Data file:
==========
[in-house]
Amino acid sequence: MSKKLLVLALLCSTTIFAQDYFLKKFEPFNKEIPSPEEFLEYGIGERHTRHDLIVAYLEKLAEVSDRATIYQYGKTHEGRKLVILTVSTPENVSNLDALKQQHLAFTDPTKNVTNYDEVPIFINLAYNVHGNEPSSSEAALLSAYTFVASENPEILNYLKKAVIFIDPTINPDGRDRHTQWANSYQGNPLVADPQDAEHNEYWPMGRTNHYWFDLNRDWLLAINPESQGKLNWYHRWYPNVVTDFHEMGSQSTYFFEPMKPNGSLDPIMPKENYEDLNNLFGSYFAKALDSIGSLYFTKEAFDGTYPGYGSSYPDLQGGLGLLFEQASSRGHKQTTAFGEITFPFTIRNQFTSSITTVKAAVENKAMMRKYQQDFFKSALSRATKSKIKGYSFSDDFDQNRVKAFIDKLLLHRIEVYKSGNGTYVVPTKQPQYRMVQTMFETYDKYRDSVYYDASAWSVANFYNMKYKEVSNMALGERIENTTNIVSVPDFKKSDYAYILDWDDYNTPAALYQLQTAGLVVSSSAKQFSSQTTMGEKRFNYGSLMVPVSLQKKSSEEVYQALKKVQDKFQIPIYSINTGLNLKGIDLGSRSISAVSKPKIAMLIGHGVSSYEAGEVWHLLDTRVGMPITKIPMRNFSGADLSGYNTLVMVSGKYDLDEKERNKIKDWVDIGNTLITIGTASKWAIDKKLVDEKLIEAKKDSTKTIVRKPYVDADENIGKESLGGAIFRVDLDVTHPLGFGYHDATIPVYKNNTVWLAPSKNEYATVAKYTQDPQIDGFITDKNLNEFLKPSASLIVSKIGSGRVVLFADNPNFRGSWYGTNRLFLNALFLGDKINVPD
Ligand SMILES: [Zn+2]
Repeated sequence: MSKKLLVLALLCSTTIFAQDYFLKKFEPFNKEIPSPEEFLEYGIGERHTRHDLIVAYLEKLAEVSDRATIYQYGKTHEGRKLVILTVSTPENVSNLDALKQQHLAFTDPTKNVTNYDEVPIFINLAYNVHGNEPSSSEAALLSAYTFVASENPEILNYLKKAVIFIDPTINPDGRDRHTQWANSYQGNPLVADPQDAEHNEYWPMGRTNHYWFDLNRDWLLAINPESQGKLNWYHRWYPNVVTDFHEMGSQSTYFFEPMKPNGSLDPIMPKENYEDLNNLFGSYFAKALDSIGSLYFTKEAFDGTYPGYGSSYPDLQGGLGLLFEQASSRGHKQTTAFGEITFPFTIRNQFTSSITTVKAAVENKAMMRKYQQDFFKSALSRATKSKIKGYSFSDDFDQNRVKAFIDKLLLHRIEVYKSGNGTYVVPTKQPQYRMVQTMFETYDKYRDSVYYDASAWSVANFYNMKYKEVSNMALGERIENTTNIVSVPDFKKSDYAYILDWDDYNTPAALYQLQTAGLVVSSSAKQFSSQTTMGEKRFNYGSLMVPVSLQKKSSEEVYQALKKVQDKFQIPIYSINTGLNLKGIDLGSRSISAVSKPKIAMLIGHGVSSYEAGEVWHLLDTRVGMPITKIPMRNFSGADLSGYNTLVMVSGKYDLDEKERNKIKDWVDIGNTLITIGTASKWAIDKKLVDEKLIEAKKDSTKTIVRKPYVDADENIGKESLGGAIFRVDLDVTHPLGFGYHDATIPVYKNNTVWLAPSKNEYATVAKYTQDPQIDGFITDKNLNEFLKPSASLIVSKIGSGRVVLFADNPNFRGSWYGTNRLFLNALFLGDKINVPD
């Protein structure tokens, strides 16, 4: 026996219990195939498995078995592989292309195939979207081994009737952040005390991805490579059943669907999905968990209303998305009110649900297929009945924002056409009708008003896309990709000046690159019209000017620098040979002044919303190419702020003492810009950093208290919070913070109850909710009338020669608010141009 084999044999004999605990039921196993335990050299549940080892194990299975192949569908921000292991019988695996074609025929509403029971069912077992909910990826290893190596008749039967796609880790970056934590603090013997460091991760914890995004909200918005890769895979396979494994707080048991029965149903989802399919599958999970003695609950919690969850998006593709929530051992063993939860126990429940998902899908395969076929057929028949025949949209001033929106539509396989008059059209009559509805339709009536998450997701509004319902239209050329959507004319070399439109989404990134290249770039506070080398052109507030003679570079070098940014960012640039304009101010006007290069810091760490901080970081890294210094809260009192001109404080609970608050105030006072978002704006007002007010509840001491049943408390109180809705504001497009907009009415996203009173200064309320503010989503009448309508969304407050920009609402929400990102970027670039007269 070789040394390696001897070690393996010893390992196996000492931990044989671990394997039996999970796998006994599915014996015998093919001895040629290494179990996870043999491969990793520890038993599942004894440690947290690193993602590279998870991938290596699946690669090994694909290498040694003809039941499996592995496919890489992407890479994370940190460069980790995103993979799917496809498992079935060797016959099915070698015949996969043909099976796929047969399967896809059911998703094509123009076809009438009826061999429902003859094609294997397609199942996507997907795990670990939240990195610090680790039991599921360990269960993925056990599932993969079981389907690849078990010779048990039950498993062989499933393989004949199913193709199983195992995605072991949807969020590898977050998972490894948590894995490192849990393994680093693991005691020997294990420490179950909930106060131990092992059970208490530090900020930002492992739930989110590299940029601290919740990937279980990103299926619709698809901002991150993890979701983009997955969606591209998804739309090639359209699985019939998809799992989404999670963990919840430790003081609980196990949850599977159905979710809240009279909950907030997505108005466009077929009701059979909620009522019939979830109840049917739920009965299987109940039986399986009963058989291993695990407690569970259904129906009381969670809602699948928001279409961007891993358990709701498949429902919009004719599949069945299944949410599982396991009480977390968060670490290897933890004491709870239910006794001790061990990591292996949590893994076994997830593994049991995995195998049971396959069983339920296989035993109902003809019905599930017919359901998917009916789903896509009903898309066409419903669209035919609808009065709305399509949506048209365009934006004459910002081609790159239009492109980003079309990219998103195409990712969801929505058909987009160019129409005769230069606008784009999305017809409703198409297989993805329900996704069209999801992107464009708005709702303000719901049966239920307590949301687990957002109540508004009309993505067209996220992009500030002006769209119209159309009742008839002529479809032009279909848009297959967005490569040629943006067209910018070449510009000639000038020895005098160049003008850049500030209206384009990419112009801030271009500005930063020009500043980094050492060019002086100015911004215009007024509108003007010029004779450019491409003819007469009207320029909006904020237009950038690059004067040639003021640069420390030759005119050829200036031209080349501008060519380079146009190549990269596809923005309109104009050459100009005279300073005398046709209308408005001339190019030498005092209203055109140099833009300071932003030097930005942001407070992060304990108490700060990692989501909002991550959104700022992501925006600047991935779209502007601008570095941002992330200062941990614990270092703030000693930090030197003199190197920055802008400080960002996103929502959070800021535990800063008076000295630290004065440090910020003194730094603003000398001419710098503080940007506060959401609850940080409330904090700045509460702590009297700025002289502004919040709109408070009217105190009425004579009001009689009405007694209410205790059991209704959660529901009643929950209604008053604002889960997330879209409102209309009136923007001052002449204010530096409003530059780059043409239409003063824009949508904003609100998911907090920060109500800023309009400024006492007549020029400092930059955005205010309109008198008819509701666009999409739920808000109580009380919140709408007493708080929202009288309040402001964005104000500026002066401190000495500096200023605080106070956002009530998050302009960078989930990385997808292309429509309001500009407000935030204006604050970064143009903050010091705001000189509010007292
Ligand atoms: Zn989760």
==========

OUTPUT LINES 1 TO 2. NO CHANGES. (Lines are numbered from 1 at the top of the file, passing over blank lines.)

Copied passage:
[in-house]
Amino acid sequence: MSKKLLVLALLCSTTIFAQDYFLKKFEPFNKEIPSPEEFLEYGIGERHTRHDLIVAYLEKLAEVSDRATIYQYGKTHEGRKLVILTVSTPENVSNLDALKQQHLAFTDPTKNVTNYDEVPIFINLAYNVHGNEPSSSEAALLSAYTFVASENPEILNYLKKAVIFIDPTINPDGRDRHTQWANSYQGNPLVADPQDAEHNEYWPMGRTNHYWFDLNRDWLLAINPESQGKLNWYHRWYPNVVTDFHEMGSQSTYFFEPMKPNGSLDPIMPKENYEDLNNLFGSYFAKALDSIGSLYFTKEAFDGTYPGYGSSYPDLQGGLGLLFEQASSRGHKQTTAFGEITFPFTIRNQFTSSITTVKAAVENKAMMRKYQQDFFKSALSRATKSKIKGYSFSDDFDQNRVKAFIDKLLLHRIEVYKSGNGTYVVPTKQPQYRMVQTMFETYDKYRDSVYYDASAWSVANFYNMKYKEVSNMALGERIENTTNIVSVPDFKKSDYAYILDWDDYNTPAALYQLQTAGLVVSSSAKQFSSQTTMGEKRFNYGSLMVPVSLQKKSSEEVYQALKKVQDKFQIPIYSINTGLNLKGIDLGSRSISAVSKPKIAMLIGHGVSSYEAGEVWHLLDTRVGMPITKIPMRNFSGADLSGYNTLVMVSGKYDLDEKERNKIKDWVDIGNTLITIGTASKWAIDKKLVDEKLIEAKKDSTKTIVRKPYVDADENIGKESLGGAIFRVDLDVTHPLGFGYHDATIPVYKNNTVWLAPSKNEYATVAKYTQDPQIDGFITDKNLNEFLKPSASLIVSKIGSGRVVLFADNPNFRGSWYGTNRLFLNALFLGDKINVPD